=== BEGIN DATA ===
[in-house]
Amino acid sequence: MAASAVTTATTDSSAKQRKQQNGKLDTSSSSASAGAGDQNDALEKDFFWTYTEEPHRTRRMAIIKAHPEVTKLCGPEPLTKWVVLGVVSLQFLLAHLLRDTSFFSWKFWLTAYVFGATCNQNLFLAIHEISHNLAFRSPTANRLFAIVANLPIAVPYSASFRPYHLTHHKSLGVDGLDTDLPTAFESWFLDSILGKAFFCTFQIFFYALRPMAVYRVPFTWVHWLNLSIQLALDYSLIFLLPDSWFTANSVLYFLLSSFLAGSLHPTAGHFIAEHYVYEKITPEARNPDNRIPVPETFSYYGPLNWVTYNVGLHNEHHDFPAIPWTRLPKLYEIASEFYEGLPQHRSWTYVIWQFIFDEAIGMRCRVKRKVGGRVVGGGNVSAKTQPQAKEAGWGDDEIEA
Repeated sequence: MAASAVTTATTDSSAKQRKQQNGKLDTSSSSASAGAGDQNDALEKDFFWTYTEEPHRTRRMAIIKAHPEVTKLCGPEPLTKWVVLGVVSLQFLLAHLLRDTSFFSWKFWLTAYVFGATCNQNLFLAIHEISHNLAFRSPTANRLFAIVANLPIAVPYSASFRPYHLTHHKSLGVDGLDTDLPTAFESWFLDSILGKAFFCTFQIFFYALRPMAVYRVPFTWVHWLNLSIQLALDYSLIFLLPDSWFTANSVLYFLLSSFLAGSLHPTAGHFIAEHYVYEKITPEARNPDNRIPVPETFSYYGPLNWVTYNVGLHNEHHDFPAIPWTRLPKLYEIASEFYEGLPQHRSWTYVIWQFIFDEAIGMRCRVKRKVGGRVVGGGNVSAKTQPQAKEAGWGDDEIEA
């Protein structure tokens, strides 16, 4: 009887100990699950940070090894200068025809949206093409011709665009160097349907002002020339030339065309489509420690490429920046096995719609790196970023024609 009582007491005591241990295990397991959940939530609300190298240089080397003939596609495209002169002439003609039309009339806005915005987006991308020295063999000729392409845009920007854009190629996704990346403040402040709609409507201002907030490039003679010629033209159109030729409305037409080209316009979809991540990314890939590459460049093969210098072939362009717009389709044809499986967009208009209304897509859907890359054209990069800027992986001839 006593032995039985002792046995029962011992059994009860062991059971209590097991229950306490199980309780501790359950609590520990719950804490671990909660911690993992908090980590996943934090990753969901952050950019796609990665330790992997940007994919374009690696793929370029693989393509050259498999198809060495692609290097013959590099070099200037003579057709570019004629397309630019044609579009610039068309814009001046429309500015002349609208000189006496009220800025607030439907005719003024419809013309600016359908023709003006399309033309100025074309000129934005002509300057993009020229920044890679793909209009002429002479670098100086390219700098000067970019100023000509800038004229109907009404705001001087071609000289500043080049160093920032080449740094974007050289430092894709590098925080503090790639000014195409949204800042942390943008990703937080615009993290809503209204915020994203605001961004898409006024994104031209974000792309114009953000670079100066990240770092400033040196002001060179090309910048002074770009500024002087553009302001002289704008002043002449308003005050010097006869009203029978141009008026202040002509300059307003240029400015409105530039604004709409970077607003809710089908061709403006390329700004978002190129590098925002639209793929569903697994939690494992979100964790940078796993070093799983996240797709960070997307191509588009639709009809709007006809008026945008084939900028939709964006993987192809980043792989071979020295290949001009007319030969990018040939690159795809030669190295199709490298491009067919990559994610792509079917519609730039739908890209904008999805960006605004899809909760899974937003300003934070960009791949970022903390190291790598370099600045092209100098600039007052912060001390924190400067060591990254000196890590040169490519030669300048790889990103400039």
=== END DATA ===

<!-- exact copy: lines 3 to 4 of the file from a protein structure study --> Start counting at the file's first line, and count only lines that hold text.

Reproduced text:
Repeated sequence: MAASAVTTATTDSSAKQRKQQNGKLDTSSSSASAGAGDQNDALEKDFFWTYTEEPHRTRRMAIIKAHPEVTKLCGPEPLTKWVVLGVVSLQFLLAHLLRDTSFFSWKFWLTAYVFGATCNQNLFLAIHEISHNLAFRSPTANRLFAIVANLPIAVPYSASFRPYHLTHHKSLGVDGLDTDLPTAFESWFLDSILGKAFFCTFQIFFYALRPMAVYRVPFTWVHWLNLSIQLALDYSLIFLLPDSWFTANSVLYFLLSSFLAGSLHPTAGHFIAEHYVYEKITPEARNPDNRIPVPETFSYYGPLNWVTYNVGLHNEHHDFPAIPWTRLPKLYEIASEFYEGLPQHRSWTYVIWQFIFDEAIGMRCRVKRKVGGRVVGGGNVSAKTQPQAKEAGWGDDEIEA
């Protein structure tokens, strides 16, 4: 009887100990699950940070090894200068025809949206093409011709665009160097349907002002020339030339065309489509420690490429920046096995719609790196970023024609 009582007491005591241990295990397991959940939530609300190298240089080397003939596609495209002169002439003609039309009339806005915005987006991308020295063999000729392409845009920007854009190629996704990346403040402040709609409507201002907030490039003679010629033209159109030729409305037409080209316009979809991540990314890939590459460049093969210098072939362009717009389709044809499986967009208009209304897509859907890359054209990069800027992986001839 006593032995039985002792046995029962011992059994009860062991059971209590097991229950306490199980309780501790359950609590520990719950804490671990909660911690993992908090980590996943934090990753969901952050950019796609990665330790992997940007994919374009690696793929370029693989393509050259498999198809060495692609290097013959590099070099200037003579057709570019004629397309630019044609579009610039068309814009001046429309500015002349609208000189006496009220800025607030439907005719003024419809013309600016359908023709003006399309033309100025074309000129934005002509300057993009020229920044890679793909209009002429002479670098100086390219700098000067970019100023000509800038004229109907009404705001001087071609000289500043080049160093920032080449740094974007050289430092894709590098925080503090790639000014195409949204800042942390943008990703937080615009993290809503209204915020994203605001961004898409006024994104031209974000792309114009953000670079100066990240770092400033040196002001060179090309910048002074770009500024002087553009302001002289704008002043002449308003005050010097006869009203029978141009008026202040002509300059307003240029400015409105530039604004709409970077607003809710089908061709403006390329700004978002190129590098925002639209793929569903697994939690494992979100964790940078796993070093799983996240797709960070997307191509588009639709009809709007006809008026945008084939900028939709964006993987192809980043792989071979020295290949001009007319030969990018040939690159795809030669190295199709490298491009067919990559994610792509079917519609730039739908890209904008999805960006605004899809909760899974937003300003934070960009791949970022903390190291790598370099600045092209100098600039007052912060001390924190400067060591990254000196890590040169490519030669300048790889990103400039």